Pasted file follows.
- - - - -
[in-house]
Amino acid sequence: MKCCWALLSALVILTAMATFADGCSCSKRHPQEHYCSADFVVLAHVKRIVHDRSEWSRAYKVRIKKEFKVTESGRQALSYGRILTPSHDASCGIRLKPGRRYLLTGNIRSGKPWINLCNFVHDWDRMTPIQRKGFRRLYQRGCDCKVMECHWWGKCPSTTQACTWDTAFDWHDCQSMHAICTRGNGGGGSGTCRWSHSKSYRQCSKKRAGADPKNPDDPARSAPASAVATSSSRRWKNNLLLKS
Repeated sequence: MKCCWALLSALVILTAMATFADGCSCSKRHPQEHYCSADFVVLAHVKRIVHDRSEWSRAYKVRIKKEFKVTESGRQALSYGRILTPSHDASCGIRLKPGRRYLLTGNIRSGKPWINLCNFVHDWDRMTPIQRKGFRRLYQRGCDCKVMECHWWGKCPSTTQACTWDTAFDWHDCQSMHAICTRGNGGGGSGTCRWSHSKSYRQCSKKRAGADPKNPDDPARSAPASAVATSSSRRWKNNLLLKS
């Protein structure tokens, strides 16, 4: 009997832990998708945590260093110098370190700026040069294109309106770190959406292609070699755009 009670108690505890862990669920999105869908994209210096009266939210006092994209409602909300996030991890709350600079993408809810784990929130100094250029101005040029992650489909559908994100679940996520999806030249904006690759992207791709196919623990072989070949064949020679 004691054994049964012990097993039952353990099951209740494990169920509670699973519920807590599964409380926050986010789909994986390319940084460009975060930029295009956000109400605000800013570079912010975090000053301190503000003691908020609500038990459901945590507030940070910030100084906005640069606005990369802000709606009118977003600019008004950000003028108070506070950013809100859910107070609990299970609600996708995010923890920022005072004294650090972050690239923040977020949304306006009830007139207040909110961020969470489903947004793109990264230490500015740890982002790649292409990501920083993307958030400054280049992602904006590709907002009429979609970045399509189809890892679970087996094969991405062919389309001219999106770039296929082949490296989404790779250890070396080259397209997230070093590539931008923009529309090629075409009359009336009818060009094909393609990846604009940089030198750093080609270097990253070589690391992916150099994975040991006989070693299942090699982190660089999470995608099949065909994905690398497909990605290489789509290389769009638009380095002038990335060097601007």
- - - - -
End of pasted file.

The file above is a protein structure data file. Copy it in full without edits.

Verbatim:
[in-house]
Amino acid sequence: MKCCWALLSALVILTAMATFADGCSCSKRHPQEHYCSADFVVLAHVKRIVHDRSEWSRAYKVRIKKEFKVTESGRQALSYGRILTPSHDASCGIRLKPGRRYLLTGNIRSGKPWINLCNFVHDWDRMTPIQRKGFRRLYQRGCDCKVMECHWWGKCPSTTQACTWDTAFDWHDCQSMHAICTRGNGGGGSGTCRWSHSKSYRQCSKKRAGADPKNPDDPARSAPASAVATSSSRRWKNNLLLKS
Repeated sequence: MKCCWALLSALVILTAMATFADGCSCSKRHPQEHYCSADFVVLAHVKRIVHDRSEWSRAYKVRIKKEFKVTESGRQALSYGRILTPSHDASCGIRLKPGRRYLLTGNIRSGKPWINLCNFVHDWDRMTPIQRKGFRRLYQRGCDCKVMECHWWGKCPSTTQACTWDTAFDWHDCQSMHAICTRGNGGGGSGTCRWSHSKSYRQCSKKRAGADPKNPDDPARSAPASAVATSSSRRWKNNLLLKS
């Protein structure tokens, strides 16, 4: 009997832990998708945590260093110098370190700026040069294109309106770190959406292609070699755009 009670108690505890862990669920999105869908994209210096009266939210006092994209409602909300996030991890709350600079993408809810784990929130100094250029101005040029992650489909559908994100679940996520999806030249904006690759992207791709196919623990072989070949064949020679 004691054994049964012990097993039952353990099951209740494990169920509670699973519920807590599964409380926050986010789909994986390319940084460009975060930029295009956000109400605000800013570079912010975090000053301190503000003691908020609500038990459901945590507030940070910030100084906005640069606005990369802000709606009118977003600019008004950000003028108070506070950013809100859910107070609990299970609600996708995010923890920022005072004294650090972050690239923040977020949304306006009830007139207040909110961020969470489903947004793109990264230490500015740890982002790649292409990501920083993307958030400054280049992602904006590709907002009429979609970045399509189809890892679970087996094969991405062919389309001219999106770039296929082949490296989404790779250890070396080259397209997230070093590539931008923009529309090629075409009359009336009818060009094909393609990846604009940089030198750093080609270097990253070589690391992916150099994975040991006989070693299942090699982190660089999470995608099949065909994905690398497909990605290489789509290389769009638009380095002038990335060097601007």